"Countries that are closing the access gap quickly will see improvements in education, health, jobs and economic growth."
Global efforts to provide universal access to electricity, develop more renewable energy sources and increase efficiency are not on track to meet a target date of 2030, the World Bank has said.
With fewer people receiving electricity for the first time in recent years, only 92 percent of the world's population will have access to power by 2030, the bank said in a new report published together with the International Energy Agency.
Universal access by the target date would require a five-fold increase in investment rates, it estimates.
Some 1.06 billion people lacked electricity in 2014, "only a slight improvement since 2012," the report said.
"If we're to make access to clean, affordable and reliable energy a reality, action must be driven through political leadership," Rachel Kyte, special representative to the UN secretary general for sustainable energy, said in a statement.
"This new data is a warning for world leaders to take more focused, urgent action on access to energy and clean cooking, improving efficiency and use of renewables to meet our goals," she added.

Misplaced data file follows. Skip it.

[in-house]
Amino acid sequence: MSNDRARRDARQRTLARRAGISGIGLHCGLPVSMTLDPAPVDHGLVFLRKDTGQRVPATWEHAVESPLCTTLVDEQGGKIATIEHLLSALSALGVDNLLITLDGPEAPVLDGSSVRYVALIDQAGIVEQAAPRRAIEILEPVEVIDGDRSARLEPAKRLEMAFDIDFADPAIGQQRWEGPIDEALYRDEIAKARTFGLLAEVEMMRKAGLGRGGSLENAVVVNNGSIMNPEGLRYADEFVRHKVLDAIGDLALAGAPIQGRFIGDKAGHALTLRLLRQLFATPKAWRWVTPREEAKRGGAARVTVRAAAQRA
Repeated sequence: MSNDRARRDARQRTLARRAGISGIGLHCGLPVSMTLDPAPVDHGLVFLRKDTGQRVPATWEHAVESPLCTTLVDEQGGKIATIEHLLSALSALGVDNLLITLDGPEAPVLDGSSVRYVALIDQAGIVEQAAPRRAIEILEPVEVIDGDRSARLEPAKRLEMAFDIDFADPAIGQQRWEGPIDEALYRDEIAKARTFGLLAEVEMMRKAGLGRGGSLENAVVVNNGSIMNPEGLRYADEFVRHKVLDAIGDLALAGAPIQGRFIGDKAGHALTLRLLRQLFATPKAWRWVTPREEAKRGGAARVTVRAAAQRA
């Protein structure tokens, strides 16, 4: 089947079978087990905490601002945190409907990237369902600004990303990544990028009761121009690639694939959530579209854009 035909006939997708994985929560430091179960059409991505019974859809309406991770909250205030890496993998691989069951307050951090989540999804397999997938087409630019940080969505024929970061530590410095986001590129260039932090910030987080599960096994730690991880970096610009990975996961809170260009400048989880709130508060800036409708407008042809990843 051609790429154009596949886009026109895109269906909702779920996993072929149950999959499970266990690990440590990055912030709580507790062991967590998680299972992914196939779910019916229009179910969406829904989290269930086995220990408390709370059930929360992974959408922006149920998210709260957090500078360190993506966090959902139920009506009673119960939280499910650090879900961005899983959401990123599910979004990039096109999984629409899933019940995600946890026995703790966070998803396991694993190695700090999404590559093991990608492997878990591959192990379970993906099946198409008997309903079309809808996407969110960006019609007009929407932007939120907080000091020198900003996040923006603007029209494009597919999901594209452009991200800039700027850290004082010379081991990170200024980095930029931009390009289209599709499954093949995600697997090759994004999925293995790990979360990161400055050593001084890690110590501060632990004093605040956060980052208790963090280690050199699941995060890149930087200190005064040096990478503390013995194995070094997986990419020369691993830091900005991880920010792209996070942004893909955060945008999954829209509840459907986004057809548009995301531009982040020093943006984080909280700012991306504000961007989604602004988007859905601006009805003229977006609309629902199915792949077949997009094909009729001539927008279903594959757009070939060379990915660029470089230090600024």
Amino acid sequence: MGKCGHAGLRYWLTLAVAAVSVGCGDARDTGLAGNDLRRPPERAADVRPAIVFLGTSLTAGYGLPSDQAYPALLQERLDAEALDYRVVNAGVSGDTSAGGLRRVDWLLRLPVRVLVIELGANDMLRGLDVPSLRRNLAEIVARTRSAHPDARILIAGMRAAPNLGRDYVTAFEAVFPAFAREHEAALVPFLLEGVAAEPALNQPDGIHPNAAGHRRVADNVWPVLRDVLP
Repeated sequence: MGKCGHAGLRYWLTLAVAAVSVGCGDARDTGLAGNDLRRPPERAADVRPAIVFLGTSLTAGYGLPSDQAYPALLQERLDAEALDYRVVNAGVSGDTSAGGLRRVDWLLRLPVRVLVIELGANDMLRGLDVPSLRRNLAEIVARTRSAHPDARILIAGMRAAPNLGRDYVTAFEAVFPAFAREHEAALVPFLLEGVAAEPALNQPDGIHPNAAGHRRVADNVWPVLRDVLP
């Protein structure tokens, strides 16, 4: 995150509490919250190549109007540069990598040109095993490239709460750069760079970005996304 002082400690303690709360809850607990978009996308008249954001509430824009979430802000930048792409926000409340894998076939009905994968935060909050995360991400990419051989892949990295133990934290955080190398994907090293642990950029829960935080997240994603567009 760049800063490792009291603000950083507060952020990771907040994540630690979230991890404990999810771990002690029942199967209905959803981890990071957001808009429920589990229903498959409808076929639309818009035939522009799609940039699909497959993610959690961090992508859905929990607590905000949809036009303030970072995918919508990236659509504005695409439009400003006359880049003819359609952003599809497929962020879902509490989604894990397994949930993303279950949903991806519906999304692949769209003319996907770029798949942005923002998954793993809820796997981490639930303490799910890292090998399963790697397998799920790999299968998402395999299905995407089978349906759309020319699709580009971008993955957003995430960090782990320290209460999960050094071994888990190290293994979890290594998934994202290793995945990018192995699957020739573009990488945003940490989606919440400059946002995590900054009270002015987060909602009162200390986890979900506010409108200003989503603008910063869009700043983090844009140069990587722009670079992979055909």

Riccardo Puliti, head of energy and extractives at the World Bank, said the effort requires "increased financing, bolder policy commitments and a willingness to embrace new technologies on a wider scale."
The report noted some positive developments, however.
Among them, Afghanistan, Cambodia, and several African countries including Rwanda and Sudan have made "rapid progress," it said.
"Countries that are closing the access gap quickly will see improvements in education, health, jobs and economic growth," it added.
Reaching targets for boosting sustainable energy would require two to three times more investment than current levels, while meeting goals for energy efficiency would need three to six times more investment.
Although renewable energy production is rapidly growing, wind and solar energy currently account for only 4 percent of consumption worldwide.